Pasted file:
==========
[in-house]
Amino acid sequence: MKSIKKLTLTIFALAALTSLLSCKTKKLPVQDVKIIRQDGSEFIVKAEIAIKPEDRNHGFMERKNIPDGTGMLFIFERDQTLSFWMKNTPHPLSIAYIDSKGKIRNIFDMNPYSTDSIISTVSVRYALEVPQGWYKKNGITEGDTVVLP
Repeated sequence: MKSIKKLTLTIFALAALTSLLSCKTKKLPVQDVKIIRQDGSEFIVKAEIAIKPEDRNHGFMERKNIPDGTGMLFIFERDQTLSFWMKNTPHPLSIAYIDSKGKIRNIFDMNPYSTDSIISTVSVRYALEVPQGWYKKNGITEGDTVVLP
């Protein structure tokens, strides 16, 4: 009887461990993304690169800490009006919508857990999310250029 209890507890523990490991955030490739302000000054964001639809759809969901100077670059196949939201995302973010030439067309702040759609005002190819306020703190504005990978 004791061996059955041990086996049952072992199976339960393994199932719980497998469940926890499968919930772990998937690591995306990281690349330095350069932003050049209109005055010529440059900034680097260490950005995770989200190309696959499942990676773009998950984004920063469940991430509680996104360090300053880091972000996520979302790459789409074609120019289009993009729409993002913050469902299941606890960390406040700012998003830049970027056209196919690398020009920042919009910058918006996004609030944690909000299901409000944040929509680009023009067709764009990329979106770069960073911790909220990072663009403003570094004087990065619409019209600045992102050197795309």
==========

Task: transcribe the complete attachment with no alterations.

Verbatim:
[in-house]
Amino acid sequence: MKSIKKLTLTIFALAALTSLLSCKTKKLPVQDVKIIRQDGSEFIVKAEIAIKPEDRNHGFMERKNIPDGTGMLFIFERDQTLSFWMKNTPHPLSIAYIDSKGKIRNIFDMNPYSTDSIISTVSVRYALEVPQGWYKKNGITEGDTVVLP
Repeated sequence: MKSIKKLTLTIFALAALTSLLSCKTKKLPVQDVKIIRQDGSEFIVKAEIAIKPEDRNHGFMERKNIPDGTGMLFIFERDQTLSFWMKNTPHPLSIAYIDSKGKIRNIFDMNPYSTDSIISTVSVRYALEVPQGWYKKNGITEGDTVVLP
């Protein structure tokens, strides 16, 4: 009887461990993304690169800490009006919508857990999310250029 209890507890523990490991955030490739302000000054964001639809759809969901100077670059196949939201995302973010030439067309702040759609005002190819306020703190504005990978 004791061996059955041990086996049952072992199976339960393994199932719980497998469940926890499968919930772990998937690591995306990281690349330095350069932003050049209109005055010529440059900034680097260490950005995770989200190309696959499942990676773009998950984004920063469940991430509680996104360090300053880091972000996520979302790459789409074609120019289009993009729409993002913050469902299941606890960390406040700012998003830049970027056209196919690398020009920042919009910058918006996004609030944690909000299901409000944040929509680009023009067709764009990329979106770069960073911790909220990072663009403003570094004087990065619409019209600045992102050197795309």